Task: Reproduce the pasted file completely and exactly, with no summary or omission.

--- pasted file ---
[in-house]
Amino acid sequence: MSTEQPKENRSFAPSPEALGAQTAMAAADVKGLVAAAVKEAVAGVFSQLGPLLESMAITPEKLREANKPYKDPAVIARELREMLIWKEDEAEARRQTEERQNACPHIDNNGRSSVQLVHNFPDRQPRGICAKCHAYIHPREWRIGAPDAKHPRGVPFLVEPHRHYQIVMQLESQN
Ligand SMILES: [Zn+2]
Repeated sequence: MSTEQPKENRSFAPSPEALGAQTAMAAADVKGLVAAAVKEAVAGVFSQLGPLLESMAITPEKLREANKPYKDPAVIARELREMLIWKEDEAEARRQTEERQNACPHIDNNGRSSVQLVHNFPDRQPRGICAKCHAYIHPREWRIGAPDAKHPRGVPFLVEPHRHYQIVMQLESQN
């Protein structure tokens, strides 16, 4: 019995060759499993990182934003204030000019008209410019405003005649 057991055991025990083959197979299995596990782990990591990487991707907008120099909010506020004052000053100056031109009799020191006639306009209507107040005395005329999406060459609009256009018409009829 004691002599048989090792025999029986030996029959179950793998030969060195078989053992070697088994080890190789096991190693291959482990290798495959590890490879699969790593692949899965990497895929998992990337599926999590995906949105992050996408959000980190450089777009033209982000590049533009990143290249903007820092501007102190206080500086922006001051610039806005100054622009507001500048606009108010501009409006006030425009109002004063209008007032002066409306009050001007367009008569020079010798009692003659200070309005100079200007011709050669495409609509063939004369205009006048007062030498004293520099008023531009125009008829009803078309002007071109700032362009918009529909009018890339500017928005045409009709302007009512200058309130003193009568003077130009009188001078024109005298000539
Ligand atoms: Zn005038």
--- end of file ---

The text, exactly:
[in-house]
Amino acid sequence: MSTEQPKENRSFAPSPEALGAQTAMAAADVKGLVAAAVKEAVAGVFSQLGPLLESMAITPEKLREANKPYKDPAVIARELREMLIWKEDEAEARRQTEERQNACPHIDNNGRSSVQLVHNFPDRQPRGICAKCHAYIHPREWRIGAPDAKHPRGVPFLVEPHRHYQIVMQLESQN
Ligand SMILES: [Zn+2]
Repeated sequence: MSTEQPKENRSFAPSPEALGAQTAMAAADVKGLVAAAVKEAVAGVFSQLGPLLESMAITPEKLREANKPYKDPAVIARELREMLIWKEDEAEARRQTEERQNACPHIDNNGRSSVQLVHNFPDRQPRGICAKCHAYIHPREWRIGAPDAKHPRGVPFLVEPHRHYQIVMQLESQN
């Protein structure tokens, strides 16, 4: 019995060759499993990182934003204030000019008209410019405003005649 057991055991025990083959197979299995596990782990990591990487991707907008120099909010506020004052000053100056031109009799020191006639306009209507107040005395005329999406060459609009256009018409009829 004691002599048989090792025999029986030996029959179950793998030969060195078989053992070697088994080890190789096991190693291959482990290798495959590890490879699969790593692949899965990497895929998992990337599926999590995906949105992050996408959000980190450089777009033209982000590049533009990143290249903007820092501007102190206080500086922006001051610039806005100054622009507001500048606009108010501009409006006030425009109002004063209008007032002066409306009050001007367009008569020079010798009692003659200070309005100079200007011709050669495409609509063939004369205009006048007062030498004293520099008023531009125009008829009803078309002007071109700032362009918009529909009018890339500017928005045409009709302007009512200058309130003193009568003077130009009188001078024109005298000539
Ligand atoms: Zn005038």